The Jakarta Post
Reading literary works in Indonesian translation with local elements makes an enjoyable pastime, which is the case with the Asterix comic series translated from French by Maria Antonia Rahartati Bambang Haryo, aka Madame Asterix. (IFI Jakarta/File)
Reading literary works in Indonesian translation with local elements makes an enjoyable pastime, which is the case with the Asterix comic series translated from French by Maria Antonia Rahartati Bambang Haryo, aka Madame Asterix.
The local version of Asterix is loved by fans of all generations for being rendered in the familiar ambience of Indonesia by Tati, as Maria is commonly called. Besides adapting character names, she has modified the lyrics of the French song of Roman soldiers, using those written by songwriter Titiek Puspa.
“Uderzo, one of the creators of Asterix and Obelix, once visited Indonesia and asked me how I translated Asterix,” said Tati.
She revealed that she had made many adaptations for the Indonesian version, because a literal translation from French would not have conveyed the humor in the story.
“At first I was anxious in case Uderzo disliked my approach, but then he responded with a laugh and said it was the most appropriate method,” she added. Uderzo himself acknowledged that Asterix could not simply be translated directly into foreign languages because of the French nature of its humor and conversations. Tati felt relieved to hear that her efforts had paid off.
With her 33 years of translation experience, Tati indeed strives to be a conscientious translator by conducting proper research, if possible by communicating with the author. She related her extensive consultation with American writer Junot Diaz when she was translating The Brief Wondrous Life of Oscar Wao.
Tati sent her questions by email, asking about the various aspects of Dominican culture in America and the possibility of changing some features to make them more palatable for Indonesians. Her questions were answered in detail by the author.
“Everything was clearly explained, including the suitability of some alternatives for the Indonesian audience,” said the South Jakartan.
“A translator should always be humble and keep asking as well as learning to increase knowledge,” Tati said.
She was referring to her previous translation of a book about the Catholic faith.
“I misinterpreted a term, which could have been avoided had I asked the editor, a priest who I know,” she admitted. As a Catholic, Tati felt she sufficiently understood the writing, making her reluctant to question the point.
The local version of Asterix is loved by fans of all generations for being rendered in the familiar ambience of Indonesia by Maria Antonia Rahartati Bambang Haryo, aka Madame Asterix. (IFI Jakarta/File)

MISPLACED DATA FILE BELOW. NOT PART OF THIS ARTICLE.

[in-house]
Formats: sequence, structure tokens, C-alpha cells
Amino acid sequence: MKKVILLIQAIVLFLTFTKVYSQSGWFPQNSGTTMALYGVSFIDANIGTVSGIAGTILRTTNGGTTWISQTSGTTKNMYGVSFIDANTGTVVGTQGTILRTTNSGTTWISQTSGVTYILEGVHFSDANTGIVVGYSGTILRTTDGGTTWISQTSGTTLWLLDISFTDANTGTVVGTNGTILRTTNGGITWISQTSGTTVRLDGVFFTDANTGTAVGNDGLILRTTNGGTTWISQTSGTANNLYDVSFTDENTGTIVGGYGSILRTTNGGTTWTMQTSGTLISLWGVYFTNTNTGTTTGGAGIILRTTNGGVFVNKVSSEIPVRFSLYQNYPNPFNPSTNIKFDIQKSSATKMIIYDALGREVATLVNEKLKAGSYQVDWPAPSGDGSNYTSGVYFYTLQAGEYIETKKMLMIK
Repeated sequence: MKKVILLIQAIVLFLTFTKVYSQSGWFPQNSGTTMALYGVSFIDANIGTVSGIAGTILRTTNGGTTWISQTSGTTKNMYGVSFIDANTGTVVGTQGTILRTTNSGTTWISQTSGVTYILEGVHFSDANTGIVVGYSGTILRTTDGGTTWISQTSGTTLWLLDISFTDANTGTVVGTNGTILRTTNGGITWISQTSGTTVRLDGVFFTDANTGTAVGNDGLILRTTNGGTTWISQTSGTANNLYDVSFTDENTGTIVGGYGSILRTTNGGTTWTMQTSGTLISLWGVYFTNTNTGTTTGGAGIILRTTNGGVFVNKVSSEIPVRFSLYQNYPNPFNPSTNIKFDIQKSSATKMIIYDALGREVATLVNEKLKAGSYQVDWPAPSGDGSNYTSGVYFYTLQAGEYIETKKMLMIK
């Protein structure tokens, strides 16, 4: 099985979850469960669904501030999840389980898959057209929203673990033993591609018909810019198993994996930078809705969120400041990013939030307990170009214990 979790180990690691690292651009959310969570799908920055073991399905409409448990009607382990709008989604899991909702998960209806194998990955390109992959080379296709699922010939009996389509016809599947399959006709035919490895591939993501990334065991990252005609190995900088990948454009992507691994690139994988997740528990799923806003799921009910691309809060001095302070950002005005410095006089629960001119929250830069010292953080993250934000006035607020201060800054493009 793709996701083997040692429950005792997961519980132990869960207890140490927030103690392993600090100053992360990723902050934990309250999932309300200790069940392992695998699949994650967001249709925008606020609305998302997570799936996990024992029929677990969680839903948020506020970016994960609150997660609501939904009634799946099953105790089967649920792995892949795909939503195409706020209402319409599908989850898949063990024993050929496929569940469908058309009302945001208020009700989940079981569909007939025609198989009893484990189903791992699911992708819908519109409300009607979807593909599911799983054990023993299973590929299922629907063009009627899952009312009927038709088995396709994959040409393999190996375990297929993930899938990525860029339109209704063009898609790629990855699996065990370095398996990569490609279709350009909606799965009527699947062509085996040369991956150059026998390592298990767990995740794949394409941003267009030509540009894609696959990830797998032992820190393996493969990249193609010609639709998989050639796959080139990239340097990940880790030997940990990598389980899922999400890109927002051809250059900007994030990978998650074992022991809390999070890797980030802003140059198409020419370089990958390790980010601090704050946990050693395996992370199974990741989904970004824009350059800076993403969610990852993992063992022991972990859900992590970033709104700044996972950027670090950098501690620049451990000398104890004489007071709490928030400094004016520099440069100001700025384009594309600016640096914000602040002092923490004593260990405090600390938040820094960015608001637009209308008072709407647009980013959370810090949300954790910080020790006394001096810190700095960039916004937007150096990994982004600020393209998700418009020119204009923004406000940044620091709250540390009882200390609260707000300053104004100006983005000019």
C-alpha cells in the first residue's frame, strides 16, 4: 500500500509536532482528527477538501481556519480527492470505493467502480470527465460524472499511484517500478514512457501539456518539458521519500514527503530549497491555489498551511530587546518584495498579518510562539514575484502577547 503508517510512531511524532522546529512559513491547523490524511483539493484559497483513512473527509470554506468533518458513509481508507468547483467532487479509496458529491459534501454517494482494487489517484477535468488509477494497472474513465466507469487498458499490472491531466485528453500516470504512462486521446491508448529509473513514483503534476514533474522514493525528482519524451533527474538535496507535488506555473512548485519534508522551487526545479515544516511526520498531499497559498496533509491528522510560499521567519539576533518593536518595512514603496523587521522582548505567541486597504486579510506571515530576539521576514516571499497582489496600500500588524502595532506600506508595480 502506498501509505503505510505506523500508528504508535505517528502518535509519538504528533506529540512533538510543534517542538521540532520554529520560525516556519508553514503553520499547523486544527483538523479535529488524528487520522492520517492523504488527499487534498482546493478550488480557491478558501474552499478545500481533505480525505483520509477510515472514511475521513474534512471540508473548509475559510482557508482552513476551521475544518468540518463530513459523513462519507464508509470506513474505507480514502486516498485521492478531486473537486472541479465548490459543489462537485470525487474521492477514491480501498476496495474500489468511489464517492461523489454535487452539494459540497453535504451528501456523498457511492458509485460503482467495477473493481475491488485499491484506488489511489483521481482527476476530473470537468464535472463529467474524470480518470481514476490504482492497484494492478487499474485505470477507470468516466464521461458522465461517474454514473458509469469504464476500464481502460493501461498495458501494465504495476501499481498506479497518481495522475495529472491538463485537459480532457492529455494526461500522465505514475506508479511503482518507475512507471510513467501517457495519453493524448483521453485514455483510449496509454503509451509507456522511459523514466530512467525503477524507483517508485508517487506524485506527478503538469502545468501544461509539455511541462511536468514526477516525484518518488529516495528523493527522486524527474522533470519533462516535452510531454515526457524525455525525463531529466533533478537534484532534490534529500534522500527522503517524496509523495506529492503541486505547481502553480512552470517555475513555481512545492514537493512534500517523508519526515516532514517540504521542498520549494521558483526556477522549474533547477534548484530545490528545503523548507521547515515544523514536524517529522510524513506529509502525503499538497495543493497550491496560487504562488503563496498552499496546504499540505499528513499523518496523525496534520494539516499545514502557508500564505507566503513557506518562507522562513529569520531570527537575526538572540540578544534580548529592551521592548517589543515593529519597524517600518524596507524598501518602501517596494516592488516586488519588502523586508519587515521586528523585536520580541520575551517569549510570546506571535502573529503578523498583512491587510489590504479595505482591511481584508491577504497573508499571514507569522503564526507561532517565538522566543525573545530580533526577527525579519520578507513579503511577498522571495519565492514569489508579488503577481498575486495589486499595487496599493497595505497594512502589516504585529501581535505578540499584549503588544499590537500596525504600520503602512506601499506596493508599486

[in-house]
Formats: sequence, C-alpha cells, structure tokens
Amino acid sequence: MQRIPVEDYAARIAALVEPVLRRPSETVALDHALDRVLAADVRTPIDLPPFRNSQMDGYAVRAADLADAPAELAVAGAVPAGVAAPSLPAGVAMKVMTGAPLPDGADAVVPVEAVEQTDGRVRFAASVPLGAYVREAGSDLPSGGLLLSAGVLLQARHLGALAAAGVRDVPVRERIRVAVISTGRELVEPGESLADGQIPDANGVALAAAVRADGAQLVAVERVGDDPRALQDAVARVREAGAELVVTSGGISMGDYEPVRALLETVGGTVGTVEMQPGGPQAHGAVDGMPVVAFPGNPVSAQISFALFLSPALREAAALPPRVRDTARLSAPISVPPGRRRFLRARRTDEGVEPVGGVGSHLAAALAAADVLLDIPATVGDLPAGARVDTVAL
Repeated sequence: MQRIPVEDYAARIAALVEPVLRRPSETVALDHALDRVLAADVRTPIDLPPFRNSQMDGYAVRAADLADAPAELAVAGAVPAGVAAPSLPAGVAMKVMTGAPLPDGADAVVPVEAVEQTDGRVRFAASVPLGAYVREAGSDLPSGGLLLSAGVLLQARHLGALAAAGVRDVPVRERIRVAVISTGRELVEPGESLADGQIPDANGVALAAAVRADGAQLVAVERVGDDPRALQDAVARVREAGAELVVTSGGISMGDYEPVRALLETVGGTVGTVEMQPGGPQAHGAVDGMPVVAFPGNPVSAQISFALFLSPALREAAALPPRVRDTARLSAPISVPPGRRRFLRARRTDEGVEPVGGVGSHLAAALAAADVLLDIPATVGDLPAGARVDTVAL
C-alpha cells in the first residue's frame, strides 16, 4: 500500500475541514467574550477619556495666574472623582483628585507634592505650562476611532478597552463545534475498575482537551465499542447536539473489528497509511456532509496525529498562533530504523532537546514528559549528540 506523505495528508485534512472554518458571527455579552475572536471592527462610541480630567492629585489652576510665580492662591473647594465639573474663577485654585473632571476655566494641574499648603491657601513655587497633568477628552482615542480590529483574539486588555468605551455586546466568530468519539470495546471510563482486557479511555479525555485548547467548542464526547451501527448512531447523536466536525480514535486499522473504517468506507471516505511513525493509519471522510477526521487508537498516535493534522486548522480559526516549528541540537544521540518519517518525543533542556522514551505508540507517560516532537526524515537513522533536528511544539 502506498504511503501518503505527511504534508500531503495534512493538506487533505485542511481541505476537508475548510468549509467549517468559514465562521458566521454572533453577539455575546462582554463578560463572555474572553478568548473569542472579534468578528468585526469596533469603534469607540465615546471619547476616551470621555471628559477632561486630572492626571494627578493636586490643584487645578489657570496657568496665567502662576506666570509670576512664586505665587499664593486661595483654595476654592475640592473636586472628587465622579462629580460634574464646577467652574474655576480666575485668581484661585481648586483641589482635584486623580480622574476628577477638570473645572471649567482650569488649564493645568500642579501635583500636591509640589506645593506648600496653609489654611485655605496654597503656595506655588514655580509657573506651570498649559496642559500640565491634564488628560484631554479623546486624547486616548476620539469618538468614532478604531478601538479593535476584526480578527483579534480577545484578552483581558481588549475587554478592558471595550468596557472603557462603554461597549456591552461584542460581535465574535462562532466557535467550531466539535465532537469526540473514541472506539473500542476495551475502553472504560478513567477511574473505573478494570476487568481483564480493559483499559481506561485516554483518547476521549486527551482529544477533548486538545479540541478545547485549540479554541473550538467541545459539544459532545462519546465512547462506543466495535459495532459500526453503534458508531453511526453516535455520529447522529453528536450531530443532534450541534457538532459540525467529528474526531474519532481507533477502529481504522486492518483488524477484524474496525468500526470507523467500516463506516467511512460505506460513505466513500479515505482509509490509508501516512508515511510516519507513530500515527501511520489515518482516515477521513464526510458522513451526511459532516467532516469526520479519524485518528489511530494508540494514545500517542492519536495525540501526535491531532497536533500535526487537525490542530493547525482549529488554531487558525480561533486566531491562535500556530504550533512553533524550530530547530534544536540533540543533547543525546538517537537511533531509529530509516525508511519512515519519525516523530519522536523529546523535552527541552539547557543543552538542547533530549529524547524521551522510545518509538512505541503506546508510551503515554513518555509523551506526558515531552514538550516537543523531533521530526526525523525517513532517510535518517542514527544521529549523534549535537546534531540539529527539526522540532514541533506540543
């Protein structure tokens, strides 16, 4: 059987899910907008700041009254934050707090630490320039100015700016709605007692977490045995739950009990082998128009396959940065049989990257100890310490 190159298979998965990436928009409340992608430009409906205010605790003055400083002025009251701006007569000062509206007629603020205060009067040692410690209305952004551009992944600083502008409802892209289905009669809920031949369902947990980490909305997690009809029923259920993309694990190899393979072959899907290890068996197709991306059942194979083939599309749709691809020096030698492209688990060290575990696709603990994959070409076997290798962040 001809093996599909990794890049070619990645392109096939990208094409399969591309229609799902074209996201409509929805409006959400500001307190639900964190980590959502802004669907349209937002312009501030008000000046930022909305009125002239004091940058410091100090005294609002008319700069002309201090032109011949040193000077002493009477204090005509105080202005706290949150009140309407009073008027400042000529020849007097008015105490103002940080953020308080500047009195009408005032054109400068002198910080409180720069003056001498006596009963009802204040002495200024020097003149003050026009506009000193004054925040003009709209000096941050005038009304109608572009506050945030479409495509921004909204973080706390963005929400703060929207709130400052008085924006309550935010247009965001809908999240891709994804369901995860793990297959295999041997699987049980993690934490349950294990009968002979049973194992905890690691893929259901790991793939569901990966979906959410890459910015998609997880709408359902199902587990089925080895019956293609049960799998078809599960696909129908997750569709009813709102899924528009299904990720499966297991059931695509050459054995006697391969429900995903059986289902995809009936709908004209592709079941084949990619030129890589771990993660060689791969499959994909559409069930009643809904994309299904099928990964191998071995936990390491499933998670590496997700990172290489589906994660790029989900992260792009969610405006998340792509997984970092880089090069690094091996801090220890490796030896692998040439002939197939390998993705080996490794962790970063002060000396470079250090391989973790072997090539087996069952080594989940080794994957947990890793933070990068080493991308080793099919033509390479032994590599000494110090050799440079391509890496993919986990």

Despite her many other translations, Tati has been nicknamed Madame Asterix as she was made famous by the comic books. She enjoyed reading Asterix so much that she didn’t hesitate to accept the offer to translate the comic books, which chronicle the daily life and adventures of the people of Gaul in the Roman era. She finished her translation test quickly, even though she used a typewriter.
“It usually took me around three days to translate each comic,” Tati said.
While working on the translations, she could not help but admire the authors, Uderzo and Goscinny, for managing to slip social criticism and French history into the amusing tales.
“It serves as proof that criticism does not have to be serious but can be conveyed through humor, which is just acceptable to the public at large,” she pointed out.
The job Tati loves most has nothing to do with her family’s profession, though.
“My father is a musician who has introduced gamelan lessons to schools,” she said. But she takes note of her entire family’s great sense of humor, which she believes comes through in her comic translations.
According to Tati, her family spontaneously joke with each other whenever they are talking. This strong sense of humor makes it easier for her to come up with amusing scenes for the comic series, which has been received well by Indonesian readers. “Without growing up in this family steeped in humor, the funny dialogues in Asterix wouldn’t appear,” she said with a laugh.
Yet Tati also expressed her dissatisfaction with the status of translators, who were currently still accorded meager appreciation.
“It’s actually translators who present foreign works in the Indonesian language,” she stressed. In spite of their as yet less important position today, Tati appealed that translators value their own abilities by charging higher rates.
In her view, many translators are still unwilling to charge higher rates for fear of losing jobs to newcomers. Tati, who has finished translating the latest volume of Asterix, affirms that experienced translators who offer a high quality product will never lose their clients.
“I think the honorarium issue concerns the way we value ourselves, despite the absence of a proper place for translators yet,” she said.
Tati is now working on a novel, Dora Bruder, written by French writer Patrick Modiano, the recipient of the 2014 Nobel Prize in Literature.
“I’ve made some notes on questions to ask the author,” said Tati, who also has other translations on the go, and takes care of some plants in her yard.
“Gardening serves as exercise for me, especially after sitting too long,” she said.
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